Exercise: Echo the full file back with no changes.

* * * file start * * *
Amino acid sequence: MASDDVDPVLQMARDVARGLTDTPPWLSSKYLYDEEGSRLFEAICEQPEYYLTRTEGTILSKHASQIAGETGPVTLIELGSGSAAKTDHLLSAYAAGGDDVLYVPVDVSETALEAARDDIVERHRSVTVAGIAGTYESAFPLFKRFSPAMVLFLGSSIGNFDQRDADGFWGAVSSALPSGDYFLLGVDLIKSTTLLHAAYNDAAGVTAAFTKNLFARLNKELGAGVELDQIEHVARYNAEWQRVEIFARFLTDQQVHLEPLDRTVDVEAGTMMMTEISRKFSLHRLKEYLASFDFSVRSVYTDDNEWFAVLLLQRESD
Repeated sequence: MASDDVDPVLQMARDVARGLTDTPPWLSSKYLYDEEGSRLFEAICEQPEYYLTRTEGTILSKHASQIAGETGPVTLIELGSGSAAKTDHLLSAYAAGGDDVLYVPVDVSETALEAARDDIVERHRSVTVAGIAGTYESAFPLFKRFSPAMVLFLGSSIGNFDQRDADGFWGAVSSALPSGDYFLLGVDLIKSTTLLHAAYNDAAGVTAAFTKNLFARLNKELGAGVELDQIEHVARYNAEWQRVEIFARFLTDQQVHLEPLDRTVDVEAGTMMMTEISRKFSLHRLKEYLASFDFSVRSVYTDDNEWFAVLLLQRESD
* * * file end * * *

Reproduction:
Amino acid sequence: MASDDVDPVLQMARDVARGLTDTPPWLSSKYLYDEEGSRLFEAICEQPEYYLTRTEGTILSKHASQIAGETGPVTLIELGSGSAAKTDHLLSAYAAGGDDVLYVPVDVSETALEAARDDIVERHRSVTVAGIAGTYESAFPLFKRFSPAMVLFLGSSIGNFDQRDADGFWGAVSSALPSGDYFLLGVDLIKSTTLLHAAYNDAAGVTAAFTKNLFARLNKELGAGVELDQIEHVARYNAEWQRVEIFARFLTDQQVHLEPLDRTVDVEAGTMMMTEISRKFSLHRLKEYLASFDFSVRSVYTDDNEWFAVLLLQRESD
Repeated sequence: MASDDVDPVLQMARDVARGLTDTPPWLSSKYLYDEEGSRLFEAICEQPEYYLTRTEGTILSKHASQIAGETGPVTLIELGSGSAAKTDHLLSAYAAGGDDVLYVPVDVSETALEAARDDIVERHRSVTVAGIAGTYESAFPLFKRFSPAMVLFLGSSIGNFDQRDADGFWGAVSSALPSGDYFLLGVDLIKSTTLLHAAYNDAAGVTAAFTKNLFARLNKELGAGVELDQIEHVARYNAEWQRVEIFARFLTDQQVHLEPLDRTVDVEAGTMMMTEISRKFSLHRLKEYLASFDFSVRSVYTDDNEWFAVLLLQRESD